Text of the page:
He states, “The more valid criticism is whether TSMC’s focus on its Arizona facility will detract from its operations in Taiwan. Lai will have to weigh the pros and cons of offshoring more of TSMC’s facilities and how much the government is willing to permit.”

Supporters of establishing TSMC fabs in other countries often highlight the risks of heavy reliance on Taiwan for most of the world’s chip production, especially given its vulnerability to natural disasters like earthquakes and potential attacks from China.

“There may be some sensationalism surrounding this issue, but the underlying concern is valid,” explains Miller. “Several of the world’s biggest tech companies, including Apple, rely heavily on TSMC. If there were to be a catastrophic earthquake in Taiwan, it would significantly impact the global tech supply chain, which is why it makes sense to have a more diversified production footprint.”

In addition to these challenges, Lai’s administration will also have to navigate the ongoing decoupling of China and the United States’ technology industries, partly brought about by the U.S.’s sanctions against Chinese chip companies. The Taiwanese government has taken measures to reduce the risk of information leaks to China regarding sensitive technologies, including semiconductors, by enacting guidance from its National Security Council.

China’s significant investments in its chip industry over the past decade have resulted in its burgeoning strength in this sector. Miller notes that this poses a challenge for Taiwanese firms, as China shows no intention of purchasing their products in areas where it can produce comparable technology. He stresses the need for Taiwanese firms to remain ahead of their Chinese counterparts, considering that the country poses a capable economic competitor in both chip manufacturing and design.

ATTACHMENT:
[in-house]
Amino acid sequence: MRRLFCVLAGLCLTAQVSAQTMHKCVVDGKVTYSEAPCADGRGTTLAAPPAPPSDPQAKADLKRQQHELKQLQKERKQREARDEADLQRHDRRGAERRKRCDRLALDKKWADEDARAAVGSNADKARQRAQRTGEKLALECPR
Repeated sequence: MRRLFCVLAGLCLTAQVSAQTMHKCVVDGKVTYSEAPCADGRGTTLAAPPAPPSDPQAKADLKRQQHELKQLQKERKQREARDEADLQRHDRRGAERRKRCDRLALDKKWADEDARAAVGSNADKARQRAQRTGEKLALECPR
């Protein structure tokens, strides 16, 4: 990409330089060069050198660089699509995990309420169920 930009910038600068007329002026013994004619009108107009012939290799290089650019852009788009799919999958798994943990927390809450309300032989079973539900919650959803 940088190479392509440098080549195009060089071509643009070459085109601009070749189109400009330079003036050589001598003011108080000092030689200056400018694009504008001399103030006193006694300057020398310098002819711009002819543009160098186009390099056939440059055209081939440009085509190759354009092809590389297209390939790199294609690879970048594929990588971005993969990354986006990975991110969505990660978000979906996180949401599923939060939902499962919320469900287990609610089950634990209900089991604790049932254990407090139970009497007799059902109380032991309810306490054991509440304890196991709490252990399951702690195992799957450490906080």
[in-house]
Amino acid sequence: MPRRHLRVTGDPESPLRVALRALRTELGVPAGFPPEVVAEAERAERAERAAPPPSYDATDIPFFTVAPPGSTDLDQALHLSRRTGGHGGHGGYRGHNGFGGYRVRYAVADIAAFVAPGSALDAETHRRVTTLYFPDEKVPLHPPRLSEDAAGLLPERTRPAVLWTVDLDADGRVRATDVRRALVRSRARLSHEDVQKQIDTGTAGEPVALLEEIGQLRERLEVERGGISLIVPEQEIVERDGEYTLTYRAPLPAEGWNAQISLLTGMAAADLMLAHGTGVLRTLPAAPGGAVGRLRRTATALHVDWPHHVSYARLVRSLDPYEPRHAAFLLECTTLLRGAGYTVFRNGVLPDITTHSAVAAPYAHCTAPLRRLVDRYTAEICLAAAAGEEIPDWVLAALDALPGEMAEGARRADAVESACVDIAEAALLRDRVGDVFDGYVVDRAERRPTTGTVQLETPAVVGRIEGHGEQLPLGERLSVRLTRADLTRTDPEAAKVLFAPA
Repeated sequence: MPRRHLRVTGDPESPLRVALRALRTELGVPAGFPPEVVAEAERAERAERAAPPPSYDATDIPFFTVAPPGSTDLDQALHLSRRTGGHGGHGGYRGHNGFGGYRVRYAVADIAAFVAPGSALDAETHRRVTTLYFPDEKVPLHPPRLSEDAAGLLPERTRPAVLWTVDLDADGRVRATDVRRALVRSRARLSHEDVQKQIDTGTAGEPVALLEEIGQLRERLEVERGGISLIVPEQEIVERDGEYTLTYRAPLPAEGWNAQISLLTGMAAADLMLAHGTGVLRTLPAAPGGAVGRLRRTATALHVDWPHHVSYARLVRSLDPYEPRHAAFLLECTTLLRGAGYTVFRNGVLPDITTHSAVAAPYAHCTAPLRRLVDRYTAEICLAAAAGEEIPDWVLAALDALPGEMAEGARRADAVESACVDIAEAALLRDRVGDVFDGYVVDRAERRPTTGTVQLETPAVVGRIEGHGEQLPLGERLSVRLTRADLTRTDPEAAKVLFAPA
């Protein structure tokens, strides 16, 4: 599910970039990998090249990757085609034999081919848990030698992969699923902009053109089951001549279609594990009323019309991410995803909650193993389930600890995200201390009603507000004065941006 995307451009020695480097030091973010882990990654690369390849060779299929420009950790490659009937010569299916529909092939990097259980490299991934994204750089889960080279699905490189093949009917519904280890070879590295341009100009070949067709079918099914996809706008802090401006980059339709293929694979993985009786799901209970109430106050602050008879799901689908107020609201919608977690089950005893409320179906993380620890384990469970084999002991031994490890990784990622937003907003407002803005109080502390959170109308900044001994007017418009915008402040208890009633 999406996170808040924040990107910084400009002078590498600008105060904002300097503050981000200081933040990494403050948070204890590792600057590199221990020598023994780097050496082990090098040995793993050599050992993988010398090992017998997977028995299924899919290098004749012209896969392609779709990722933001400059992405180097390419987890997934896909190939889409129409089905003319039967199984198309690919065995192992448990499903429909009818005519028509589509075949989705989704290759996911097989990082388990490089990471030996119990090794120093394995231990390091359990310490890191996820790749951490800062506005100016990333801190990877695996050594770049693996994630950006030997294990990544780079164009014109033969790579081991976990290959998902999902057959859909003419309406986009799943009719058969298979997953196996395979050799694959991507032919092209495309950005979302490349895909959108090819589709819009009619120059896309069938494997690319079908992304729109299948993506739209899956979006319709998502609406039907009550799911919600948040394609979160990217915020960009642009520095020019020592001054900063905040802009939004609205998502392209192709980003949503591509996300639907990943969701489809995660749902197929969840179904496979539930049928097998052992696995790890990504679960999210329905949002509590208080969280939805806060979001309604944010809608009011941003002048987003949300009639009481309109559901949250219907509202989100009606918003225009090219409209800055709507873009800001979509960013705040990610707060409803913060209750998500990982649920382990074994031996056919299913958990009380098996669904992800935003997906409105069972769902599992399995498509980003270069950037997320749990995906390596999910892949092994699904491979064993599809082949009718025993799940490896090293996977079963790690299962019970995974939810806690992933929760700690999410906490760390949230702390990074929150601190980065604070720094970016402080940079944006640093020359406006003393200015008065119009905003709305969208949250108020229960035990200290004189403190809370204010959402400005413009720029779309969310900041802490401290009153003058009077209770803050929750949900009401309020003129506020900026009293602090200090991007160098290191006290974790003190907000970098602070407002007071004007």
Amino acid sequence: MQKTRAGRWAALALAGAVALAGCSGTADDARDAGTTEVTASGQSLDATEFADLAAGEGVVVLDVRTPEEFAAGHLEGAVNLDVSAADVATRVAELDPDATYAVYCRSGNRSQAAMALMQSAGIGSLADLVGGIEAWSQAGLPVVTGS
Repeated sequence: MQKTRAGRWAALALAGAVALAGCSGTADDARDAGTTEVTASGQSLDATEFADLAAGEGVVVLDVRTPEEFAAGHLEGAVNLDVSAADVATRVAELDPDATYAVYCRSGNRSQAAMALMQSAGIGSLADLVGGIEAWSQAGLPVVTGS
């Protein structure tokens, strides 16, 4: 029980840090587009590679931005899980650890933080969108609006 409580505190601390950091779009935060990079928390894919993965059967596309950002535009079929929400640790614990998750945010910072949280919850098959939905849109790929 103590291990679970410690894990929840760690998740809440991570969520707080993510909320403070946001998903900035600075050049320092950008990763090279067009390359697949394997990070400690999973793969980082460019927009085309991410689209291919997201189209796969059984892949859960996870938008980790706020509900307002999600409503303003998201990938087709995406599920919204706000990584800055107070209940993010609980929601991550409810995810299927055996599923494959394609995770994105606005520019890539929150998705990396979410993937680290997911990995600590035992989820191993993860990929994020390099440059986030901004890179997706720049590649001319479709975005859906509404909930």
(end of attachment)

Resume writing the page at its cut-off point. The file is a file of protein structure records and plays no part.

On the other hand, Patel believes that China is still relatively restricted when it comes to advanced chip production, and “Taiwan’s monopoly on the market is likely to prevail.”

Despite the obstacles faced by Taiwan’s semiconductor industry, Triolo acknowledges that its global recognition has significantly increased over the past eight years since Tsai took office. This has been exacerbated by the semiconductor shortage experienced during the pandemic, which has drawn attention to Taiwan’s industry concentration. The industry’s strategic importance was underscored by Lai’s mention of it in his victory speech, highlighting its geopolitical significance.

“This is not just a problem within Taiwan or Asia,” explains Triolo. “It’s a global issue, and I think it was crucial for Lai to recognize this in his speech.”

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Kira Kim

Kira Kim is a science journalist with a background in biology and a passion for environmental issues. She is known for her clear and concise writing, as well as her ability to bring complex scientific concepts to life for a general audience.